Sunday, August 09, 2015

How should we vote?

Indi had written something urging citizens to vote for good people.  Just before the last election I did an assessment of the candidates.

What we have now is something of a re-run of the same issues but with the advantage of having a short track record of the Sirisena administration to compare against Mahinda.  

Looking back at the past few months the worst fear of the Sirisena candidacy - that there would be continued dictatorial rule under a new face has not been realised. Sirisena has not abused the powers of the presidency and some powers were curtailed - despite the best attempts of the Rajapaksa camp to stymie these efforts.

While there have been problems, there is an improvement in the rule of law and governance. Sure, things are not perfect but on the whole thing have been better. Even the notorious Mervyn Silva is quiet.

In stark contrast to the presidential poll, this campaign has been the most peaceful and by all accounts the fairest in a couple of decades. The elections commissioner is asserting his independence and the candidates seem to be abiding by rules, for the most part.

At the end of the day, this is what we really need as the foundation of society: a state run on a system of law, not one run on the whims of a handful of people.

Society also seems far more peaceful; just over a  year ago we had violence in Aluthgama, but since January things have been quiet and restrictions on freedom of expression have abated. In contrast, the Mahinda campaign is playing on fear of minorities and threatens to turn the clock back.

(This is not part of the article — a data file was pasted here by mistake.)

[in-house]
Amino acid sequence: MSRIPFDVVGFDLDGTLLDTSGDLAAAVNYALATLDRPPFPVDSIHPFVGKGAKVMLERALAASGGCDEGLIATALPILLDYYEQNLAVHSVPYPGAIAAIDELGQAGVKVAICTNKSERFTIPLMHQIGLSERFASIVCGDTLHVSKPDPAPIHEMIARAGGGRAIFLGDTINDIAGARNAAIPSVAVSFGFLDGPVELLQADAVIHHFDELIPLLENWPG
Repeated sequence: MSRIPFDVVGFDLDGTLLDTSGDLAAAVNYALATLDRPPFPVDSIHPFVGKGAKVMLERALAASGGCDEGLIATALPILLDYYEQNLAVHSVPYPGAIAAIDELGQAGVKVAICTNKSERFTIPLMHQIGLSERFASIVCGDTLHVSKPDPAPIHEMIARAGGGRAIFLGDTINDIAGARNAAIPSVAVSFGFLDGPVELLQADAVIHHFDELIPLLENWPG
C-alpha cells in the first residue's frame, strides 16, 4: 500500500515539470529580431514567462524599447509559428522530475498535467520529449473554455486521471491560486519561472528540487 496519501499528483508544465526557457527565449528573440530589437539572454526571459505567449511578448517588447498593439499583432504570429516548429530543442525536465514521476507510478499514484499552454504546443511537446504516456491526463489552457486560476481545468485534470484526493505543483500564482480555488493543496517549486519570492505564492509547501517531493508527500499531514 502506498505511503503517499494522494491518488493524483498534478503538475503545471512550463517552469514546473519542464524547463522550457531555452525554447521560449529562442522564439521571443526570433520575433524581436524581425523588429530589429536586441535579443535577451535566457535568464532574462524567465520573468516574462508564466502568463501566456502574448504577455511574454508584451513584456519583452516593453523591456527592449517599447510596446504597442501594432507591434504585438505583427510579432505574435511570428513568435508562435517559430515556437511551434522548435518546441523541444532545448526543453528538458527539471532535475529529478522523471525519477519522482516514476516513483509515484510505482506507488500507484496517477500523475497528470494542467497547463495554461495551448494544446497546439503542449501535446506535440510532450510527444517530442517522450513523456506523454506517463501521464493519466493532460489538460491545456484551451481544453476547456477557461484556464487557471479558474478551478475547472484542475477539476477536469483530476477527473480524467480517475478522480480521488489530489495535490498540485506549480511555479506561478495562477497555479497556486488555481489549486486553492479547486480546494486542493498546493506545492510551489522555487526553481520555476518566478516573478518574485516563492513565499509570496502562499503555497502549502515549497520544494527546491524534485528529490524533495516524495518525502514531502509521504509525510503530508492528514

Of course there is a great deal more to be done and the current Government is not without its flaws, but at least we are moving in the right direction.

They say the first thing to do when you are in a hole is to stop digging. The Sirisena administration may not have done a lot but least they have stopped excavating.

The Rajapaksa camp is busy organising spades, mammoties and backhoes to get back to what they know best.

The choice now is fairly clear.


shammi said...

They ARE digging Wasim Thajudeen's grave. I hope the interest in his case won't wane after the elections, and that the dignity he wasn't afforded in death will be given his memory, and that his family will not have to go through all this again in vain.

Jack Point said...

Yes Shammi, justice is a word that lost its meaning. Lets hope we rediscover it.

shammi said...

I tend to be a little skeptical. Today Wele Suda is going on trial for possession of 7.05 g of heroin.
Source: Daily Mirror, which means I'm not entirely sure about the facts.